“A Happy Ending”
When I was doing graduate work at Cornell University, they were doing some experimenting over there with different ways of helping children and helping parents. One of the experiments that they were doing was bringing in some children that their mothers couldn’t do anything with, and seeing what could be done there at the University. They made a movie of this, and this movie is still available, I believe, from Cornell University. And they brought in this mother who had the complaint that her child flatly refused to eat applesauce. She simply could not feed that child applesauce.
And so one of the crews set this up and photographed this woman trying to feed her child applesauce. The woman obviously looked apprehensive she expected to fail. She didn’t even expect to feed this child applesauce. And she took a spoon full of applesauce, and headed it for that child’s mouth, and the child shoved it away. And the mother said, “See.”
So they said, “Try it again.” And the lady filled the spoon with applesauce, shoved it towards the child’s mouth, the child shoved it away, and the mother said, “Happens all the time.”
So then one of the staff members there tried it. Now this staff member meant to feed that child applesauce. Now there’s a difference. And there is a term that I want to leave with you here, it’s called confident expectation. Now, confident expectation is a possibility. If you are doing something requiring something that you believe is worthwhile, and in the best interests of your child, if you’re doing something that’s worthwhile, you ought to have the conviction … enough conviction to help you see it through.
Well, this person decided that she was going to feed that child applesauce, and she put some applesauce … it’s on the movie, and you can see it for yourself, Cornell University … she put some applesauce on this spoon, headed it toward the child’s mouth, child shoved it aside, and the teacher brought it back, and the child shoved it aside, and the teacher brought it back and in. One mouth full of applesauce.
As it was being photographed, that mother just couldn’t believe that anybody would ever get a spoon full of applesauce in that child’s mouth. That staff member did it again. Filled that spoon full of applesauce, shoved it toward the child’s mouth, the child shoved it aside, and the instructor brought it back and in. And do you know at the first try, that staff member fed that child a whole little dish full of applesauce, and that mother couldn’t believe it.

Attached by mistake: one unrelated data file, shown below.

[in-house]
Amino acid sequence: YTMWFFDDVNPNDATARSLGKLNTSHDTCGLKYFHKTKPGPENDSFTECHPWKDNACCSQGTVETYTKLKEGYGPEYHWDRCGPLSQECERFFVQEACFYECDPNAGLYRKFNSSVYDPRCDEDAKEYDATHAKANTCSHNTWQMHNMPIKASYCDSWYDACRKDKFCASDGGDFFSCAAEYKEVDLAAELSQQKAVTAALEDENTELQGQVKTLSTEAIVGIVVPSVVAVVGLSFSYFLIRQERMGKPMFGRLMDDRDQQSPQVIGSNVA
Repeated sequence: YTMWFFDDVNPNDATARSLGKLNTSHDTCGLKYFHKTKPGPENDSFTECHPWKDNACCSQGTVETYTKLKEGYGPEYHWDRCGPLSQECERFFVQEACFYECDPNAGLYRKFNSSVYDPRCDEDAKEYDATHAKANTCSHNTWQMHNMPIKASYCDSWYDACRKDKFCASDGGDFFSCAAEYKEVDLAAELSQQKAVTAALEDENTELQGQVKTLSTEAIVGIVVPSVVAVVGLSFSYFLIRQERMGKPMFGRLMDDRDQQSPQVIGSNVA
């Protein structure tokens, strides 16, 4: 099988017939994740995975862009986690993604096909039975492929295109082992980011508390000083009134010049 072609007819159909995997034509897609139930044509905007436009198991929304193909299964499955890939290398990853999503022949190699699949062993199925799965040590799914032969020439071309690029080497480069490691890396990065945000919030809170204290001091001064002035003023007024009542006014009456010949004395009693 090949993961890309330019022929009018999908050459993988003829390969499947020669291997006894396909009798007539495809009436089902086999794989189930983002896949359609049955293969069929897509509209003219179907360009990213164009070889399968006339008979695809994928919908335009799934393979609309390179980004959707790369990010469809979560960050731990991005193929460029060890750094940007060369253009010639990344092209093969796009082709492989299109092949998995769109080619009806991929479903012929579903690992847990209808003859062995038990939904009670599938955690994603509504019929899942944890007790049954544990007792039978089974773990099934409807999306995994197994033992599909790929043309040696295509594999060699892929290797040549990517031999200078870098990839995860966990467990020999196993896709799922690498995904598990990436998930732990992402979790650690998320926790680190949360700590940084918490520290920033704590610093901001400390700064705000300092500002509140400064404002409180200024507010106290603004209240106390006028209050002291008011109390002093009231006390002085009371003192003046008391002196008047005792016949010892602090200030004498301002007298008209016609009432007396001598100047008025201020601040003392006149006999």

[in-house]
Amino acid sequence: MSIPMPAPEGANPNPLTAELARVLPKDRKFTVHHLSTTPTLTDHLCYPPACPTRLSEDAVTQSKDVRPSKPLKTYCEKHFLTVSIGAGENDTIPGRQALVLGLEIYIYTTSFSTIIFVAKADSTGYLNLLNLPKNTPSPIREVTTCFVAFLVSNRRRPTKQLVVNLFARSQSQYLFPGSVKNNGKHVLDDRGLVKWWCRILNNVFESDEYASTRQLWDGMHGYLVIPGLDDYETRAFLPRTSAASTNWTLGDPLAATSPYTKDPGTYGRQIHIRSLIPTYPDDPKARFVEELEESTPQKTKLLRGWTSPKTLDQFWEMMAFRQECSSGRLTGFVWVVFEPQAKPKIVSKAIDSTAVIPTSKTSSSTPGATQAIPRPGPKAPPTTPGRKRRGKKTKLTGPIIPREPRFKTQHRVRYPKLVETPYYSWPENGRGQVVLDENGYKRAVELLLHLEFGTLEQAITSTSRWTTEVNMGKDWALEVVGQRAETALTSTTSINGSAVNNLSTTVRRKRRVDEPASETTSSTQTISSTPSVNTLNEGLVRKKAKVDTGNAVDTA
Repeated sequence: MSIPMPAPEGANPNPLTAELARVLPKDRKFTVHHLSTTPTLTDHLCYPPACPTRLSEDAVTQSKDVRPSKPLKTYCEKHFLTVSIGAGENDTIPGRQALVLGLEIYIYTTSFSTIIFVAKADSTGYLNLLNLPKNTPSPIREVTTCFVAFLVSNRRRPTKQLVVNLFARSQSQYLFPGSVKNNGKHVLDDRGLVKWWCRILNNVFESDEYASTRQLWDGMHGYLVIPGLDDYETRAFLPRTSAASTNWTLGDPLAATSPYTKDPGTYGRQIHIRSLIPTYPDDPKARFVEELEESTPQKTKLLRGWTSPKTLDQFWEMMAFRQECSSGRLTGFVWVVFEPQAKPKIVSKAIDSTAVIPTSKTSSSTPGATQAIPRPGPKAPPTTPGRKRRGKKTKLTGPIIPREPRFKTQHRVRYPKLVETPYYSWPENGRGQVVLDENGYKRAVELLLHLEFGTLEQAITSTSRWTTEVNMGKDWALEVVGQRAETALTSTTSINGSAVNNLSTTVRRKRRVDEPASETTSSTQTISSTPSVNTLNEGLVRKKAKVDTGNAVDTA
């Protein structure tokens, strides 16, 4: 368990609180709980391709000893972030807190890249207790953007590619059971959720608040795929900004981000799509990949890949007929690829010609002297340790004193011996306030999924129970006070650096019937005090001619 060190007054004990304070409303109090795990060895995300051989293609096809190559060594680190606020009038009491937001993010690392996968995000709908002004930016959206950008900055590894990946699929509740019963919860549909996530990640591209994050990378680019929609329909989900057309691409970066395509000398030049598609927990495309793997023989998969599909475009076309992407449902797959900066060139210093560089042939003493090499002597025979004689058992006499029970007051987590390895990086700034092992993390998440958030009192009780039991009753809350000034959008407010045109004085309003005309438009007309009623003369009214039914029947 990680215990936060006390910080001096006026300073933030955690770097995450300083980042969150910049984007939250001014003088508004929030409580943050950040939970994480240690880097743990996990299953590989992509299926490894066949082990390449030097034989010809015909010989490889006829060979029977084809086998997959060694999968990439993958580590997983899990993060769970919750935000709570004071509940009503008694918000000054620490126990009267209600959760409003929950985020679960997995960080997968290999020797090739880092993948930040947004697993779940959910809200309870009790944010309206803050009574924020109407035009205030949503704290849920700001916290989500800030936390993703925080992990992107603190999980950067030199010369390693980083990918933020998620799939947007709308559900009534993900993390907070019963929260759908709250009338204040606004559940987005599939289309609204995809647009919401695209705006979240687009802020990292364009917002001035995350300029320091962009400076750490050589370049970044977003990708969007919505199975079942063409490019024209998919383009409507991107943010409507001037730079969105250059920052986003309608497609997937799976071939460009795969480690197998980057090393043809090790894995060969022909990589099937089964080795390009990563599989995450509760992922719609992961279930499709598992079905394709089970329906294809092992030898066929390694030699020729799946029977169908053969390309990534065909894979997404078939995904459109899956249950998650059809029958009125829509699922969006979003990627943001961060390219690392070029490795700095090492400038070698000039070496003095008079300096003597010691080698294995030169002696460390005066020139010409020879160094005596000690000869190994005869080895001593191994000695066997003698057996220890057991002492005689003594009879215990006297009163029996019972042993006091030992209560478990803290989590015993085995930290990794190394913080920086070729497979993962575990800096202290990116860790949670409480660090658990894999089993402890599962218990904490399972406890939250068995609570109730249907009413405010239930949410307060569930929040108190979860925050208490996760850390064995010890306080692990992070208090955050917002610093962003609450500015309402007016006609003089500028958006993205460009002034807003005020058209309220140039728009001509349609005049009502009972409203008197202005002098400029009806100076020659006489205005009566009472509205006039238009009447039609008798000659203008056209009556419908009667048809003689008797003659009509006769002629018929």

Now they went through a course of trying to help this mother to appreciate and understand why she was being unsuccessful, and that was a really simple matter. She expected to fail. She was taking her cues from that little child, and that little bit of resistance from that small child was enough for the mother. Then came the big day when on camera this mother was gonna try it. Here’s the mother, same mother, spoon full of applesauce, heading it for the child, and you could just see the child with a gleam in his eye.
Eye-to-eye between him and his mother, he shoved it aside, she brings it back, and he shoves it aside, and she brings it back and in, and you couldn’t believe the look on that lady’s face. You’d think that she had inherited a million dollars. She was so victorious! She got a spoon full of applesauce in her child’s mouth! Now you can see this happen time and time again, when you watch parents relate themselves to their children, and they’ll ask their children to do something, and expect to fail.
Now this is a good term for you to remember: a confident expectation. If you’re going to be effectively related to your children, and give them the guidance that they need, it’s first of all going to take the conviction on your part that you truly are doing your child a favor. This is good for your child in your judgment. Now let me remind you of that basic Bible verse that I gave you before that it is an adult’s responsibility to train up a child in the way that he should go. And when he is old, he’ll not depart from it.
The ingredients: A nice lady and a nice man who like each other, and who like those children, and who are dedicated to seeing to it that what happens to those children is the best thing that they can think of for those children. Now I had a professor at Cornell University by the name of Dr. Ethel Wethering. She talked about raising children, and she used four building blocks. I just want to give those to you, because they were very useful and helpful to me whenever I was working with children.
The first one is an attitude of approval. I like you. I like this child. And you know, that’s something that you don’t do, it’s an attitude, it’s a spirit. I’ve been amazed, time and time again, when I’m dealing with a child, and I meet that person’s parents, how much alike they are. Or you meet a child whose goal is to be just as different from my parents as I can be. And the difference, I think, has a lot to do with the spirit of the parent. A spirit of approval. I like you; I even like you when you’re bucking me.
And the second one that we’ve mentioned before is help. That you have enough conviction that what you expect of your child, that you want to do it, and you’re going to figure out how to make it happen, helping them.
And the third one is respect. Lots of times, I believe, this is a very important thing, because we find ourselves being a little bit impatient. Especially with a small child, because this child lacks coordination, or lacks ability. I think part of dealing with children is to take the trouble for you to understand what the capabilities of a child is. What can a child do? And what can’t a child do? And a lot of times, I think we get disgusted with a child because we are demanding more of that child than it can produce. Respect.
And then there’s a fourth one: affection, tenderness.
Approval, help, respect, affection.